Common fastener head styles


Standards & traceability

There are multiple standards bodies for fasteners, including the US Industrial Fasteners Institute and the European Industrial Fastener Institute.

ASME B18 standards on certain fasteners

The American Society of Mechanical Engineers (ASME) publishes several standards on fasteners. Some are:

For military hardware

American screws, bolts, and nuts were historically not fully interchangeable with their British counterparts, and therefore would not fit British equipment properly. This, in part, helped lead to the development of numerous United States Military Standards and specifications for the manufacturing of essentially any piece of equipment that is used for military or defense purposes, including fasteners. World War II was a significant factor in this change.

A key component of most military standards is traceability. Put simply, hardware manufacturers must be able to trace their materials to their source, and provide traceability for their parts going into the supply chain, usually via bar codes or similar methods. This traceability is intended to help ensure that the right parts are used and that quality standards are met in each step of the manufacturing process; additionally, substandard parts can traced back to their source.[9]


In 1988, the United States House Energy Subcommittee on Oversight and Investigations investigated counterfeit, mismarked, substandard fasteners and found extensive use in critical civilian and military infrastructure.[10][11][12] As a result, they proposed Fastener Quality Assurance Act of 1988 (HR5051) that would require laboratory testing of fasteners in critical use applications prior to sale.[10]

See also


  1. ^ "FASTENING | meaning in the Cambridge English Dictionary".
  2. ^ Stonecypher, Lamar (21 May 2009). "Fasteners - Their Needs and Types". Bright Hub Engineering.
  3. ^ The North American fastener industry - The industry today, archived from the original on 2008-06-13, retrieved 2009-02-08.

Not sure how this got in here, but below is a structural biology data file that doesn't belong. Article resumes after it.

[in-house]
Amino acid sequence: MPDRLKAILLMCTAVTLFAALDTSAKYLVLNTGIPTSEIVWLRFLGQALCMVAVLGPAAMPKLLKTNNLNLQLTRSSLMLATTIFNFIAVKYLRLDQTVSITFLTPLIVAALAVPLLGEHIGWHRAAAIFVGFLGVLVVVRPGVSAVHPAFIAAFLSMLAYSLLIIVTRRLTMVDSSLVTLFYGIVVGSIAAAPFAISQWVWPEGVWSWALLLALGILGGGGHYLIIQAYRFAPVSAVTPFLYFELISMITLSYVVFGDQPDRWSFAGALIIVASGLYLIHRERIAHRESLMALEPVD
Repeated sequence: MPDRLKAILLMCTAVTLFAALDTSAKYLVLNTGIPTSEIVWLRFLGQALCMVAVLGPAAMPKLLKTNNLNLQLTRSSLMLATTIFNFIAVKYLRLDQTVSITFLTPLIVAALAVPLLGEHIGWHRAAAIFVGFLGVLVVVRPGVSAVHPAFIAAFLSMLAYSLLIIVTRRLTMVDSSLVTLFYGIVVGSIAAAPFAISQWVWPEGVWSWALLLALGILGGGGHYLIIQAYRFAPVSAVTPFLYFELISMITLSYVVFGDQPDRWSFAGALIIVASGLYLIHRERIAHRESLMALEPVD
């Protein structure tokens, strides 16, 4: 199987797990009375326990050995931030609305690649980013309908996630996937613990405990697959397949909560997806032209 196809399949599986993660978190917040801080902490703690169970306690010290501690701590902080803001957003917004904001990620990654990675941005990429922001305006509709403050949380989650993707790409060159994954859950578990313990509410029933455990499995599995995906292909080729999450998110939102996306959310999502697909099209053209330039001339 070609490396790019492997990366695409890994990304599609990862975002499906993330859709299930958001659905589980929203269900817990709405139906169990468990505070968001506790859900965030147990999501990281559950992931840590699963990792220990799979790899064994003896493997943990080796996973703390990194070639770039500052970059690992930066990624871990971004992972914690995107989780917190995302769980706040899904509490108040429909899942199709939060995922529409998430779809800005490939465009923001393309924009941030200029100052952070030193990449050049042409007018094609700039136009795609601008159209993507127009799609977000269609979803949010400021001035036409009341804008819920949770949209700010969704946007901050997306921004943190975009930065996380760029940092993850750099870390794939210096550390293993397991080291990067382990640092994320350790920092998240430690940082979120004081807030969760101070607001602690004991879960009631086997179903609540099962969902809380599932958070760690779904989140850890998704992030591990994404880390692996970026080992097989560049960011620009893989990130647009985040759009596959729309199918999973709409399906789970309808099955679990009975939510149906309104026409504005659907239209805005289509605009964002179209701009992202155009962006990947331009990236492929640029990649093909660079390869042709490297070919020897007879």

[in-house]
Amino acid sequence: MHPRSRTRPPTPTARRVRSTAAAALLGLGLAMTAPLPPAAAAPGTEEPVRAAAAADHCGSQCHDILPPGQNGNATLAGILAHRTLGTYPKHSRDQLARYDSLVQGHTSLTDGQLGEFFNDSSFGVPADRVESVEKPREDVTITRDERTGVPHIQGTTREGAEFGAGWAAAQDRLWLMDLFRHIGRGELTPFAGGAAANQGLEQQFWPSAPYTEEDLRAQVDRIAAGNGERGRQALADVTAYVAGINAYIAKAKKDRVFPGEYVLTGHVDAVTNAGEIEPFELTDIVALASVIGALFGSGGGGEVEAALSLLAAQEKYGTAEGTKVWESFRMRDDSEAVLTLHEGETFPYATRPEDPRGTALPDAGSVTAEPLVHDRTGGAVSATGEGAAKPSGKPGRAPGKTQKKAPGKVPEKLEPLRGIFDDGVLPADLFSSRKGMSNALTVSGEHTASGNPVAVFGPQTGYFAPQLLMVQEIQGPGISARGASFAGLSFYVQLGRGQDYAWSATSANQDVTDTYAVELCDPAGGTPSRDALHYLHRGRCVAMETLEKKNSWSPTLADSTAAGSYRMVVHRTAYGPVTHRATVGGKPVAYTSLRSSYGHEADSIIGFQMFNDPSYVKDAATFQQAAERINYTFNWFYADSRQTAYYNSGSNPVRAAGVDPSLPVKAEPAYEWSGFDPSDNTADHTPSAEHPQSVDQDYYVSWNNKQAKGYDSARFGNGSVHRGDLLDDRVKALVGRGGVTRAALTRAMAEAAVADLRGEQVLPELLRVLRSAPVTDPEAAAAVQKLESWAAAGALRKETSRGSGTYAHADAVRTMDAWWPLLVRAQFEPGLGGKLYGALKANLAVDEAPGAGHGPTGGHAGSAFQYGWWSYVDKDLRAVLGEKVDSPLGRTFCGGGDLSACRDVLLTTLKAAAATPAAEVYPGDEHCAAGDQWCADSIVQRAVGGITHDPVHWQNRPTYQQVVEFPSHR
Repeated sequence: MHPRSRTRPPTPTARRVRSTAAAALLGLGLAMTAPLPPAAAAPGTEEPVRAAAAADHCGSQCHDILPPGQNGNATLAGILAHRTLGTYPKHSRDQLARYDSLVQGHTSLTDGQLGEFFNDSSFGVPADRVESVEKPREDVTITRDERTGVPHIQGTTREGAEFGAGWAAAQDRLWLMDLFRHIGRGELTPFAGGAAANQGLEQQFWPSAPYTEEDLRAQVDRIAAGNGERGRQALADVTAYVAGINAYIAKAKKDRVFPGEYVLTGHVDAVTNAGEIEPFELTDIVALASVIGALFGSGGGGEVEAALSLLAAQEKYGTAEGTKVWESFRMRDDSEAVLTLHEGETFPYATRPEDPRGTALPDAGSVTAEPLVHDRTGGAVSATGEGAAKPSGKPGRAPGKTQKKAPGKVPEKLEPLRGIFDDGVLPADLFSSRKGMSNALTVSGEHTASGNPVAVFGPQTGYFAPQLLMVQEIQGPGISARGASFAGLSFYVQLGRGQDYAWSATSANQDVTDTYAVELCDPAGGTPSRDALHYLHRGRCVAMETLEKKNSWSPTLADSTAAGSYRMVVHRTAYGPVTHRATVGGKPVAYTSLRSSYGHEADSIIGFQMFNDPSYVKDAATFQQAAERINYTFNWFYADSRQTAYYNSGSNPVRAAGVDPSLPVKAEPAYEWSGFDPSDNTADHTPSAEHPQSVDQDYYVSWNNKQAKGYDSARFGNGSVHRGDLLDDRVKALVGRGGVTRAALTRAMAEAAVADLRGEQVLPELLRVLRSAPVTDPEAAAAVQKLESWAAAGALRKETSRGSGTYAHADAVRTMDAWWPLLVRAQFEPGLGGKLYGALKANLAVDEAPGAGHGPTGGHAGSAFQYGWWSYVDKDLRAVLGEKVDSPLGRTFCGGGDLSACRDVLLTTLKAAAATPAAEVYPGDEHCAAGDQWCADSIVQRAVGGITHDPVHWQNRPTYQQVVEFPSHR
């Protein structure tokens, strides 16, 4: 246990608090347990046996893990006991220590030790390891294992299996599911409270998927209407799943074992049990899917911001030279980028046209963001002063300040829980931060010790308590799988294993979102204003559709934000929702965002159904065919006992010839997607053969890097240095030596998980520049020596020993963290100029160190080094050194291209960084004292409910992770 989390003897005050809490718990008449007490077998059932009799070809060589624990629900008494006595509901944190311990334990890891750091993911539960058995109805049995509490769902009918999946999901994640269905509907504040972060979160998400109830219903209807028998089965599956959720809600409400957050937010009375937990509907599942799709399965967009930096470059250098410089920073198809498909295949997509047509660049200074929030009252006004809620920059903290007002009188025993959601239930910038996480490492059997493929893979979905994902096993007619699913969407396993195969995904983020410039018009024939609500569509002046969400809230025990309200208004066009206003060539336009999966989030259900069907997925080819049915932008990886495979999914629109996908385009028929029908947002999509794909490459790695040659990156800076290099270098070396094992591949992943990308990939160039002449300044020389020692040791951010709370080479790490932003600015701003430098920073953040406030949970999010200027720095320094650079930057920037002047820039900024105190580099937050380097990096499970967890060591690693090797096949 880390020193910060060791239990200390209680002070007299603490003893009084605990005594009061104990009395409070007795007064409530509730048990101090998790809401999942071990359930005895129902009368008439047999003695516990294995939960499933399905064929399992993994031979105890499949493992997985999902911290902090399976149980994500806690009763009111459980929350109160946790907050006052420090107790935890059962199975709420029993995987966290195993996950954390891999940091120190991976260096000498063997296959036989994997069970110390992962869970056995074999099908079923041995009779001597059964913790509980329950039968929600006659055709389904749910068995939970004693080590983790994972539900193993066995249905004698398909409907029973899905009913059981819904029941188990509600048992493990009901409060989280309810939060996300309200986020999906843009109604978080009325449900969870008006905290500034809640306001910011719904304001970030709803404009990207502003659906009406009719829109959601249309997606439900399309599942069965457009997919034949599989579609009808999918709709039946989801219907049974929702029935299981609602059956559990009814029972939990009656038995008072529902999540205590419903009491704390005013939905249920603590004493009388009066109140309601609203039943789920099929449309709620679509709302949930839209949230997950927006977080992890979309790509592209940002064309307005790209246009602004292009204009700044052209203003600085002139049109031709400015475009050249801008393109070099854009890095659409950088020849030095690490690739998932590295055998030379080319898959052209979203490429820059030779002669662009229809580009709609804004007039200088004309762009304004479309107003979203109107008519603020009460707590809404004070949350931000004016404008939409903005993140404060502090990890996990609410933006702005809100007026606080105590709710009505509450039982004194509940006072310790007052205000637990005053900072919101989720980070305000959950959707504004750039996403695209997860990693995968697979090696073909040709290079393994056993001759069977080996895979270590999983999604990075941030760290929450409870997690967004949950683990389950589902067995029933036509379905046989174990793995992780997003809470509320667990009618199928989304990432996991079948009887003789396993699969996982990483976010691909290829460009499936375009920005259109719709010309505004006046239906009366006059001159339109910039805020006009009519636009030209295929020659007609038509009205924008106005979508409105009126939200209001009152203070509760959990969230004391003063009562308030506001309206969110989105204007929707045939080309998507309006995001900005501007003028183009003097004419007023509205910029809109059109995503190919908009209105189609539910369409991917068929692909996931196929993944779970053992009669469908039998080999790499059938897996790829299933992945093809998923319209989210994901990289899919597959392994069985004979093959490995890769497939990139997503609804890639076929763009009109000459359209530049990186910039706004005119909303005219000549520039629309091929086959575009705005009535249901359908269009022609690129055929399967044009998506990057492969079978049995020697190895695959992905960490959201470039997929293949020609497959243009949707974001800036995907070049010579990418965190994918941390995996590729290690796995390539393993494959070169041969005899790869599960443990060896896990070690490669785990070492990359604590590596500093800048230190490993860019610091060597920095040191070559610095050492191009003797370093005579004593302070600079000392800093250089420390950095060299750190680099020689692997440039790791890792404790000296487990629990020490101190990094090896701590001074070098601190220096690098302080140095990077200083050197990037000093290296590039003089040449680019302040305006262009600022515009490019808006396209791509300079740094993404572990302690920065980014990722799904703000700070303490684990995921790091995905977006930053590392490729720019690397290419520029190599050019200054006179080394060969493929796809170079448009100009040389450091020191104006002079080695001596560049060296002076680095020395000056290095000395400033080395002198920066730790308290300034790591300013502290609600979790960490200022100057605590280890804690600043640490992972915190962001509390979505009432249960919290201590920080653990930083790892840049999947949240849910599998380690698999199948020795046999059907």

4. ^ "Materials & Coatings". Fastener Solutions. Archived from the original on 2017-08-16. Retrieved 2017-01-16.
  5. ^ "Best Screwdriver Set". Prot Guide. Retrieved 19 October 2023.
  6. ^ "Material Finishes". AALL American Fasteners. Archived from the original on 2019-04-03. Retrieved 2017-01-16.
  7. ^ Groover, Mikell P. (2010), Fundamentals of Modern Manufacturing: Materials, Processes, and Systems (4th ed.), John Wiley and Sons, p. 767, ISBN 978-0-470-46700-8.
  8. ^ "Exploring the World of Fastener Head Styles". DMS Fasteners. 2023-04-27. Retrieved 2024-02-19.
  9. ^ "Why Traceability Matters". B & B Electro-Mechanical. Archived from the original on 2019-04-14. Retrieved 2017-01-16.
  10. ^ a b Tribune, Chicago (31 July 1988). "HOUSE REPORT DETAILS DANGERS OF SUBSTANDARD BOLTS". Chicago Tribune. Retrieved 3 March 2024.
  11. ^ United States Congress House Committee on Energy and Commerce Subcommittee on Oversight and Investigations (1988). The Threat from Substandard Fasteners: Is America Losing Its Grip? : a Report of the Subcommittee on Oversight and Investigations of the Committee on Energy and Commerce, U.S. House of Representatives. U.S. Government Printing Office. Retrieved 3 March 2024.
  12. ^ United States Congress House Committee on Energy and Commerce Subcommittee on Oversight and Investigations (1988). Counterfeit Metal Fasteners: Hearings Before the Subcommittee on Oversight and Investigations of the Committee on Energy and Commerce, House of Representatives, One Hundredth Congress, First [and Second] Sessions. U.S. Government Printing Office. p. 319.

Further reading